1.3.2017

Indiana residents can ring in the new year knowing that their state agency overseeing health insurance companies is looking out for their best interests when it comes to patient rights.

Indiana is among states where the agency charged with overseeing health plans has taken a favorable position for patients. Others aren’t so lucky.

The Chronic Disease Coalition (CDC) recently reached out to all 50 state insurance agencies, urging each to stop insurance companies’ discriminatory practices and ensure patients can use every means necessary to access health care, including by using charitable and third-party assistance from nonprofit organizations to help pay for medical premiums.

The CDC specifically requested that each state insurance agency “look for prohibitory language regarding charitable premium assistance” and prevent discriminatory practices from “being employed in an expanding number of states with the effect of depriving low-income patients of health coverage that they would otherwise be receiving.”

Over the course of our outreach, many state agencies responded – with some agencies truly taking on the role of being patient advocates, and others, well, not so much.

Indiana’s Department of Insurance is one shining example that clearly illustrates what state insurance agencies should be doing on behalf of consumers: encouraging patient-first health plans and stopping health insurers from discriminating against vulnerable populations.

In both words and actions, Indiana’s Department of Insurance is truly standing up to health insurance companies and actively protecting patient rights.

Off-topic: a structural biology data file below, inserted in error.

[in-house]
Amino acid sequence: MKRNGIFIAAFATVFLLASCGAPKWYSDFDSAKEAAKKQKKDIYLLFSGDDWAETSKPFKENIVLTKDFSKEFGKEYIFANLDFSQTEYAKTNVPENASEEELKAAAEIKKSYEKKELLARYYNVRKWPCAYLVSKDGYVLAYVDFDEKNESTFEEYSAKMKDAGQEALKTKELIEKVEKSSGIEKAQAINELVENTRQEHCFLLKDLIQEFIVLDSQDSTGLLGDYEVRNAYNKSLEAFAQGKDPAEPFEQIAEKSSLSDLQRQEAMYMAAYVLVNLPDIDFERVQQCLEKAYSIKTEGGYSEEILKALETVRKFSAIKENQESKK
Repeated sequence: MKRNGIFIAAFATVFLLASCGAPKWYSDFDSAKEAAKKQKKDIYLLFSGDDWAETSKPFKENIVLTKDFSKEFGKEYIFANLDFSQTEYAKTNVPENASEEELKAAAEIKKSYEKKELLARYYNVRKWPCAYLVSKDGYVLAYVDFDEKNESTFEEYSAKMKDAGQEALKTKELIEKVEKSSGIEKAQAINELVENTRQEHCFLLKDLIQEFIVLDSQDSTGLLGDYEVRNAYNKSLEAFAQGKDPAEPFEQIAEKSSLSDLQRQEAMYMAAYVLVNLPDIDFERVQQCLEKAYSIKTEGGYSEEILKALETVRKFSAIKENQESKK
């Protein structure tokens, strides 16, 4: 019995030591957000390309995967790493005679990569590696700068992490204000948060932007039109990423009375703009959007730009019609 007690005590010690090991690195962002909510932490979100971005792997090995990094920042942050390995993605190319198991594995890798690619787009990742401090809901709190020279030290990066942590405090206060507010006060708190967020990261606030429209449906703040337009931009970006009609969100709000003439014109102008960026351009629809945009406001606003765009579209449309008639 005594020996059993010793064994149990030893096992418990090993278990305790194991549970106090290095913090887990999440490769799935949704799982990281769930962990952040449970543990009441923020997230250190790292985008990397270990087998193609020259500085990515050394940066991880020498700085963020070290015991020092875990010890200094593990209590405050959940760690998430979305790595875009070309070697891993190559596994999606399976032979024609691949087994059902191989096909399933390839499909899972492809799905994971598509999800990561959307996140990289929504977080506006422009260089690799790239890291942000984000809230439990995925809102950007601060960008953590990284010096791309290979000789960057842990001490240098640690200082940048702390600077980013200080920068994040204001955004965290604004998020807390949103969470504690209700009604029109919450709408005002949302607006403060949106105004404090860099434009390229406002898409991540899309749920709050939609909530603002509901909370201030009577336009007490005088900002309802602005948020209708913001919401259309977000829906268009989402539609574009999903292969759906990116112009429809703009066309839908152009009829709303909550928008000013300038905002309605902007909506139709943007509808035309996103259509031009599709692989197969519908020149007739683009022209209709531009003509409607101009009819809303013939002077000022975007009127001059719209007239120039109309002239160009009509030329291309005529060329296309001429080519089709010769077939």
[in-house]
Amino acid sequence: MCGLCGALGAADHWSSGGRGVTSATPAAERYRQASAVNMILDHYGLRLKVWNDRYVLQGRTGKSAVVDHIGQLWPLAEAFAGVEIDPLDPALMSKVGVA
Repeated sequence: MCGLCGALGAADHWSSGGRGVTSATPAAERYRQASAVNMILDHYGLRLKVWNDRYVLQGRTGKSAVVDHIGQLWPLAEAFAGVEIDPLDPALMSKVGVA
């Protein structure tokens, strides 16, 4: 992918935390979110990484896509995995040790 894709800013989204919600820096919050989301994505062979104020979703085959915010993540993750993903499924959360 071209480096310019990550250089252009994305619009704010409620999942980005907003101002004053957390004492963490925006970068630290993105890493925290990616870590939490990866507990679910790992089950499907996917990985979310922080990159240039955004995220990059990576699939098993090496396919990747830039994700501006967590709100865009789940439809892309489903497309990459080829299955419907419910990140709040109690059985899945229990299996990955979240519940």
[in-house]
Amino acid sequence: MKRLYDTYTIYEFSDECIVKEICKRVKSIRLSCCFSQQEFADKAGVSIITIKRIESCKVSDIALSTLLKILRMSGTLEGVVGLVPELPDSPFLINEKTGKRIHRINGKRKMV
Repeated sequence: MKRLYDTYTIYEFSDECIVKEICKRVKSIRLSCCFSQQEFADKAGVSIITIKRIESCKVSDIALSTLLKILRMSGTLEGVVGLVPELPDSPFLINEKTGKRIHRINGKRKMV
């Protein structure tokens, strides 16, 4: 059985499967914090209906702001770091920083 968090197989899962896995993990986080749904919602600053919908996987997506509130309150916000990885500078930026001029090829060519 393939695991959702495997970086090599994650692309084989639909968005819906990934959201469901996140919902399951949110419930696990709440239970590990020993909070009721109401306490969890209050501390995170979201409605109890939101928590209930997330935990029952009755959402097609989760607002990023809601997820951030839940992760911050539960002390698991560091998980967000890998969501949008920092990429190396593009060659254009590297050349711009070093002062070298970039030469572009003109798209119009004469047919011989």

“The Indiana Department of Insurance has previously informed health insurers that it will not allow them to exclude payments by third parties, and we were watching for such language during our review of ACA-compliant policies to be issued in 2017,” said Tina Korty, the department’s general counsel.

Korty further stated that the Indiana Department of Insurance’s “health analysts searched those policies for the language found in [the CDC’s] message, and we have discovered no approved policies containing such language.”

Unfortunately, while Indiana is strongly advocating for its patients, others are letting the health insurers and the Centers for Medicare & Medicaid Services (CMS) establish discriminatory practices against patients with chronic and life-threatening conditions.

One particular state insurance department, Connecticut, is doing nothing to stand up to insurers’ discriminatory practices, plainly stating that “there are presently no Connecticut insurance statutes or regulations that address Third Party Payments,” said Kathy Walsh, the principal examiner.

Rather than tell health insurers to end their discriminatory practices, the Connecticut Insurance Department simply commented: “We will continue to monitor all filed policy language for compliance with current state and federal requirements.”

In other words, Connecticut is letting health insurers dictate the rules and discriminate against chronic disease patients, the same patients who – in their time of need – are being stopped from turning to their friends, families and charities for help to pay their medical premiums.

Both Indiana and Connecticut showcase exactly what state health agencies should and shouldn’t be doing.

The passive approach taken by Connecticut will do nothing except allow health insurers to continue patient discrimination in hopes of paying for less or, in some cases, moving more expensive patients off of their plans entirely. In contrast, the proactive response championed by Indiana will not only stop but also prevent issues like these from ever happening in the first place.

As the fight continues, the CDC urges state insurance departments to take a page out of Indiana’s book and advocate for patient-first health policies.

For all of you state insurance departments out there, if you’re still looking for a good New Year’s resolution, try this one: Be like Indiana.